Angela Gabrielle Fabunan: I’ve always yearned for a home. My childhood spent in the Philippines did not feel like home because my mom and dad were al


Which country is Mother? Which country caverns me? It only takes language to assimilate — our accent differing from town to town. Please make your voice heard so they can understand you.

– from “Fair Game”

While power lies in the words we speak, it’s the presentation of language that draws the listener; unfortunately, for too many, if you’re not speaking in yur standard ‘merican English it’s heard, but there’s no listening.

There are so many forgotten voices. So many sentences stifled by tho

In Review: The Sea That Beckoned

The Sea That Beckoned by Angela Gabrielle Fabunan. Platypus Press (2019, 48 pages). $13, paperback.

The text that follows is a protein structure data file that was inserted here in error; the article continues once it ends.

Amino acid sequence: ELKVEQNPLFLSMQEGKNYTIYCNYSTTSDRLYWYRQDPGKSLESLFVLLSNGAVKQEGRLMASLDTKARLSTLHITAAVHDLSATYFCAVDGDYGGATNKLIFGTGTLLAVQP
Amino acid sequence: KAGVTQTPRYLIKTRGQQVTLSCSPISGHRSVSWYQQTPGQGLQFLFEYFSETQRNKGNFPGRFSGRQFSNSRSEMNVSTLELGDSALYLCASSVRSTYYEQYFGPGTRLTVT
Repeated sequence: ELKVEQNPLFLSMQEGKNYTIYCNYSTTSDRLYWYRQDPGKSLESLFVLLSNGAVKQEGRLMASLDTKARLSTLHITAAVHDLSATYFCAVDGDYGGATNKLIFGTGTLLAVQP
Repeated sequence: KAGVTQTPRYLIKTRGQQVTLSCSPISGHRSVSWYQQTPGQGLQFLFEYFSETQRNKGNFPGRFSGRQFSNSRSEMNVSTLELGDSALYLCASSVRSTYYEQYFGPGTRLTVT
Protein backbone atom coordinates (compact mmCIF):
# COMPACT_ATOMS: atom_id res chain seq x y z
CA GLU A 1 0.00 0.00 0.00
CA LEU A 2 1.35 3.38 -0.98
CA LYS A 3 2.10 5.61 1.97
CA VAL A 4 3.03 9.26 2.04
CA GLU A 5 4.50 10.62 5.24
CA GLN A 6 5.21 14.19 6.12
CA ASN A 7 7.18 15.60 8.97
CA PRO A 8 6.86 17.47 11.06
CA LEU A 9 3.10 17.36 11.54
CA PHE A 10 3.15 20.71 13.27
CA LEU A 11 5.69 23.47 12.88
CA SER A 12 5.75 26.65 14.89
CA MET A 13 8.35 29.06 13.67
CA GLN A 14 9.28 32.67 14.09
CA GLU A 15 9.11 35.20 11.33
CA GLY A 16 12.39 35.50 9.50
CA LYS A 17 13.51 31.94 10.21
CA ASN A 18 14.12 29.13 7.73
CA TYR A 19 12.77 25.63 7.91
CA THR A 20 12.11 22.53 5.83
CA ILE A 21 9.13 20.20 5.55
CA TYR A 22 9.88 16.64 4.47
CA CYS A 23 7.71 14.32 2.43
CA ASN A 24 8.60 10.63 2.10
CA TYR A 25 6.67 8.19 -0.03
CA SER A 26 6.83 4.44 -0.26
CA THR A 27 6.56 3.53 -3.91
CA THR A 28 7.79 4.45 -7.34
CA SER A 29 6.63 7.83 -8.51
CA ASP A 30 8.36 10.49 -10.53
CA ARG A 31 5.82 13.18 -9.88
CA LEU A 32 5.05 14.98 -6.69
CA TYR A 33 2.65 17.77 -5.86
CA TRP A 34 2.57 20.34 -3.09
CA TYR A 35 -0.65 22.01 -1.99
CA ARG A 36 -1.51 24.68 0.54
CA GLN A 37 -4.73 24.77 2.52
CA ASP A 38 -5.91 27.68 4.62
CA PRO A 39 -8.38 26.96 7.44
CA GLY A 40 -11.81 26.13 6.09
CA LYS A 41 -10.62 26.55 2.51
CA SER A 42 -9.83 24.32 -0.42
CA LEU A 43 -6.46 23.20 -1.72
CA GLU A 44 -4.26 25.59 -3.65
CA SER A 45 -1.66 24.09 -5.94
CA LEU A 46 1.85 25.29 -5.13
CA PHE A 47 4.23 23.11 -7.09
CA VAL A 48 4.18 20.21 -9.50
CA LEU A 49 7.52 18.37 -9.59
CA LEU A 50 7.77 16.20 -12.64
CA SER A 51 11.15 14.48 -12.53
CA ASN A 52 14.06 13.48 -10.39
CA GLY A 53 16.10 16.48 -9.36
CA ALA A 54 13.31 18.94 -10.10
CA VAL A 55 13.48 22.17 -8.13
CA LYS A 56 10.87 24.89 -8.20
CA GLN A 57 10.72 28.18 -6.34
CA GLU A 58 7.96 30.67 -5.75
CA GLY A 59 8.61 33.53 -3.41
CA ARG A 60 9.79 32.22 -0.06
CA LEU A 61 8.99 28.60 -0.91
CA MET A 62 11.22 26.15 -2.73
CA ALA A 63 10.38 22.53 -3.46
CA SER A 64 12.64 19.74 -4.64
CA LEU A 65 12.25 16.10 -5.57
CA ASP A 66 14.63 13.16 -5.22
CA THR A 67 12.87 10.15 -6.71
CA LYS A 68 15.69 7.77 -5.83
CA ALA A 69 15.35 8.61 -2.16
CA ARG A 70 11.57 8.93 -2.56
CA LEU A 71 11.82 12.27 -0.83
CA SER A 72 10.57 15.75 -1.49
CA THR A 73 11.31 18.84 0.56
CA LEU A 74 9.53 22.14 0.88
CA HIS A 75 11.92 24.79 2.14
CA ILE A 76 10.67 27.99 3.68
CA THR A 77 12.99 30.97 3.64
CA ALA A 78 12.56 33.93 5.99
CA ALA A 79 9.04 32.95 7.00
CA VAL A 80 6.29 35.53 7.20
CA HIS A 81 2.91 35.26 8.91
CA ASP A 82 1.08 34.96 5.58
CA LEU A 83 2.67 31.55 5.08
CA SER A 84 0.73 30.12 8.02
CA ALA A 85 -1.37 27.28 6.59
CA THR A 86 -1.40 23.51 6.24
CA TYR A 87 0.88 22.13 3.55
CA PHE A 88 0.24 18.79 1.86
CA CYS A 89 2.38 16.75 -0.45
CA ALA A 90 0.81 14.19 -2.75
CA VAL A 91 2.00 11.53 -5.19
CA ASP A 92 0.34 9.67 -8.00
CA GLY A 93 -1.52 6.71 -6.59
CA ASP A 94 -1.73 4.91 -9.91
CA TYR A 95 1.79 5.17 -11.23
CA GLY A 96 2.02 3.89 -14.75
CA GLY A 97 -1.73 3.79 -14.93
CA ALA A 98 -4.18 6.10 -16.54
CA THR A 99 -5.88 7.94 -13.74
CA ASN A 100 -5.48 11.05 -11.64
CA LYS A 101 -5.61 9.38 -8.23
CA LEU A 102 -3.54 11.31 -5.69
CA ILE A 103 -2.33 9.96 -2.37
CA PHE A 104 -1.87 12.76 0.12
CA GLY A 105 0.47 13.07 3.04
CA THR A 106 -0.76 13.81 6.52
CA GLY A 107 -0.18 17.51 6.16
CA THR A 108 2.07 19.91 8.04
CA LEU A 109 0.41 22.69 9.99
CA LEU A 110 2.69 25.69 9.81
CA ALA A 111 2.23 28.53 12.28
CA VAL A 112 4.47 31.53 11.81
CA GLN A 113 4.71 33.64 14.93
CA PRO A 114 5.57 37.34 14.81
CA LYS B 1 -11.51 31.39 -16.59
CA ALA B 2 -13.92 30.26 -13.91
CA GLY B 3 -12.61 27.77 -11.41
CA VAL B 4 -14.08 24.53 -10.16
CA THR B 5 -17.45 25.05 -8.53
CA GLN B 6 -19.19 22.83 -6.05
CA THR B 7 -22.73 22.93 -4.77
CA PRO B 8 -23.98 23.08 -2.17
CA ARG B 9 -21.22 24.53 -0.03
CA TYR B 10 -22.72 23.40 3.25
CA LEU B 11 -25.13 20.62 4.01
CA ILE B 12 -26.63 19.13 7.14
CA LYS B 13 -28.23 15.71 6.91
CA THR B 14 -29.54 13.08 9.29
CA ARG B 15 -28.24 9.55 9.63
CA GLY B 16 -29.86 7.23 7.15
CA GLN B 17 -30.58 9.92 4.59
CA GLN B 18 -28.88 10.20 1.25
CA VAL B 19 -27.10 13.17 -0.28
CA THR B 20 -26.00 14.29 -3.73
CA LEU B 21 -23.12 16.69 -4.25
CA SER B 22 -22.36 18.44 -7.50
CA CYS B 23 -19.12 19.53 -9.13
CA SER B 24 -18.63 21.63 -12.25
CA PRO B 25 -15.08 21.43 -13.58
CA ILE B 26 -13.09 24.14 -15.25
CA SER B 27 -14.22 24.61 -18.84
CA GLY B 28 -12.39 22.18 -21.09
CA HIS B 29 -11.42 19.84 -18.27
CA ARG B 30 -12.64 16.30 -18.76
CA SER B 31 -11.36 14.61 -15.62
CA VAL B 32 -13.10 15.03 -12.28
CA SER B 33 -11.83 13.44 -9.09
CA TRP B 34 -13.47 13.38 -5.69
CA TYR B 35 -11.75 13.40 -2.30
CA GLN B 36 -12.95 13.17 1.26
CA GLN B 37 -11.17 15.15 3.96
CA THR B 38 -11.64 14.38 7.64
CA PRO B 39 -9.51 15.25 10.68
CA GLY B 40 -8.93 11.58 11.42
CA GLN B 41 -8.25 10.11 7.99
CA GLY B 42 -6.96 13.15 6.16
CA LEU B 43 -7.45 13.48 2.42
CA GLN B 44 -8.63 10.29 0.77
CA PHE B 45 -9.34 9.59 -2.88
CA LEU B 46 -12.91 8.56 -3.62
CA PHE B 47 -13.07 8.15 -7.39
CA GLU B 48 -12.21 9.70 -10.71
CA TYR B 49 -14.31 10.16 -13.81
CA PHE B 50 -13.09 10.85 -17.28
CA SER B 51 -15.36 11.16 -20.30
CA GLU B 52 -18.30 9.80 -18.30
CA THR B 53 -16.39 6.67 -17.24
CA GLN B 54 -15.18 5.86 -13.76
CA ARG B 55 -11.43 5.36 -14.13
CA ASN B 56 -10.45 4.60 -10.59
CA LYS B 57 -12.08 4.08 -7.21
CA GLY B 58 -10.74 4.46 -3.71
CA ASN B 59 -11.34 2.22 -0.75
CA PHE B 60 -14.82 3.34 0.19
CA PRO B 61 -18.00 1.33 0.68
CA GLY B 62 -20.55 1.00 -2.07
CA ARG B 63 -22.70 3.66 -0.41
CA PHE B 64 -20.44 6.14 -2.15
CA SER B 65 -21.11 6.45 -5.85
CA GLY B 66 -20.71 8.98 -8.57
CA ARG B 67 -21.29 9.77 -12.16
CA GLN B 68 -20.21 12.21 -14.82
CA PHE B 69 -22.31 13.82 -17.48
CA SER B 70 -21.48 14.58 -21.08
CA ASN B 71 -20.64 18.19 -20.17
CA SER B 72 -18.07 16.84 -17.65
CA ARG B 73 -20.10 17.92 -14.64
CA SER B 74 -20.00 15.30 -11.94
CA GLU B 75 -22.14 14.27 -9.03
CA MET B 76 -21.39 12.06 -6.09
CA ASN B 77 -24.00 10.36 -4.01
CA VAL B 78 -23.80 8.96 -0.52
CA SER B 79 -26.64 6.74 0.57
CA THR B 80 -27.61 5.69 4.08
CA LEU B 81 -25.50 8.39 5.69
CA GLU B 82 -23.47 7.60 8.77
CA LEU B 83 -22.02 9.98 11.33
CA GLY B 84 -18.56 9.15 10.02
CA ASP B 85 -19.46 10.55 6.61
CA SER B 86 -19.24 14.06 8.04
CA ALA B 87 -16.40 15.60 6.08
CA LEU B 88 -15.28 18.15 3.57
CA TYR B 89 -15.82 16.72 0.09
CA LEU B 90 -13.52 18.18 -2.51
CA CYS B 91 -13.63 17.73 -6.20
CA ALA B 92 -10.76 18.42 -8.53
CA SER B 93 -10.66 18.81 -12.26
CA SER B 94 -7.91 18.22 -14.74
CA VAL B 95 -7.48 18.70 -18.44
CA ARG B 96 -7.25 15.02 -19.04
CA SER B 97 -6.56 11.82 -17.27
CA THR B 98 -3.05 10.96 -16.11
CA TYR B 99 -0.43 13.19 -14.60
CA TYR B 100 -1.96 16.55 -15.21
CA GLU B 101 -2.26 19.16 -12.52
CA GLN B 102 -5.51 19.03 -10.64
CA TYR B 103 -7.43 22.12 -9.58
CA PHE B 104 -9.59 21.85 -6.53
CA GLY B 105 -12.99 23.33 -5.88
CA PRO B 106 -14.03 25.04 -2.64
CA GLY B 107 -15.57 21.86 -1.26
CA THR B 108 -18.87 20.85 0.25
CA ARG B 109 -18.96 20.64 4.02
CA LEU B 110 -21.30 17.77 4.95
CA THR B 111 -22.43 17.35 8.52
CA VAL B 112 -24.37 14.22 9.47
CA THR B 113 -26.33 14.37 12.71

Angela Gabrielle Fabunan’s debut, The Sea That Beckoned, is a meditation—no, that’s too sedate—a fixation on the many ways one (especially one who migrates) looks for home—in the place one was born, in a new land, in memory, in language, in each other—and the many ways it is lost. But more than that, this is a book about the self, and how conceptions of home define, complicate, or even threaten t

The Palanca Poetry-in-English winners

Fellow poets Dinah Roma, Ramil Digal Gulle and I had our first meeting as judges for the Poetry in English category in this year’s Carlos Palanca Memorial Awards for Literature at fittingly enough Poetry & Prose Patisserie at Shangri-La Plaza mall.

Over a superb lunch with Nemie Bermejo of the Palanca Foundation, we compared our initial shortlists culled from the 95 entries. We averaged about seven or eight in our individual shortlists. We agreed to reevaluate entries that didn’t appear in the

I am that mango heart...

- "Midway"